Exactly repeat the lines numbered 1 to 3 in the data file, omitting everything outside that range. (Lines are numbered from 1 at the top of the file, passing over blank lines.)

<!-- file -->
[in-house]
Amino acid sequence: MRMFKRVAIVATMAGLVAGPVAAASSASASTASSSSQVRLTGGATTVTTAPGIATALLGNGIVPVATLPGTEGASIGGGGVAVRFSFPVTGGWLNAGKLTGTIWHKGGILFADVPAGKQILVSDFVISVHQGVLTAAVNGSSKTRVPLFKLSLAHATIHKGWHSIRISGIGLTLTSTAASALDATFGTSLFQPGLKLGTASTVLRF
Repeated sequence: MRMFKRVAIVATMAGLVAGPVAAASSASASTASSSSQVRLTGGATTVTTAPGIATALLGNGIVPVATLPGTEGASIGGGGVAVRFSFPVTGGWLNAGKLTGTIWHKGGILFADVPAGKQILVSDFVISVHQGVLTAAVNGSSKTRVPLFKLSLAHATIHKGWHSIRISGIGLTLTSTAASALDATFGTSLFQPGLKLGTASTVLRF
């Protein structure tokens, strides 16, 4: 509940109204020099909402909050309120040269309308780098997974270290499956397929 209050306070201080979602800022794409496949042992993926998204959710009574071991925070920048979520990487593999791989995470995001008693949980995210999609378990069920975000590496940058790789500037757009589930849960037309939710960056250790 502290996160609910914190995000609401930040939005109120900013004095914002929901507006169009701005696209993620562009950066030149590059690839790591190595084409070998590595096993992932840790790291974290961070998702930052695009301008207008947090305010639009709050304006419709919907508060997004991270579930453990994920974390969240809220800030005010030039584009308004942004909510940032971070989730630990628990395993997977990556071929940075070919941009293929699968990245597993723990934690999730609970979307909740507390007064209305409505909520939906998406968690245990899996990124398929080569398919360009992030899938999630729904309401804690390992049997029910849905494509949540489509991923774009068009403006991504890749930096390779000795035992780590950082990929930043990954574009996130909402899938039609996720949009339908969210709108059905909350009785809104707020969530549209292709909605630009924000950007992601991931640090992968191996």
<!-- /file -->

[in-house]
Amino acid sequence: MRMFKRVAIVATMAGLVAGPVAAASSASASTASSSSQVRLTGGATTVTTAPGIATALLGNGIVPVATLPGTEGASIGGGGVAVRFSFPVTGGWLNAGKLTGTIWHKGGILFADVPAGKQILVSDFVISVHQGVLTAAVNGSSKTRVPLFKLSLAHATIHKGWHSIRISGIGLTLTSTAASALDATFGTSLFQPGLKLGTASTVLRF
Repeated sequence: MRMFKRVAIVATMAGLVAGPVAAASSASASTASSSSQVRLTGGATTVTTAPGIATALLGNGIVPVATLPGTEGASIGGGGVAVRFSFPVTGGWLNAGKLTGTIWHKGGILFADVPAGKQILVSDFVISVHQGVLTAAVNGSSKTRVPLFKLSLAHATIHKGWHSIRISGIGLTLTSTAASALDATFGTSLFQPGLKLGTASTVLRF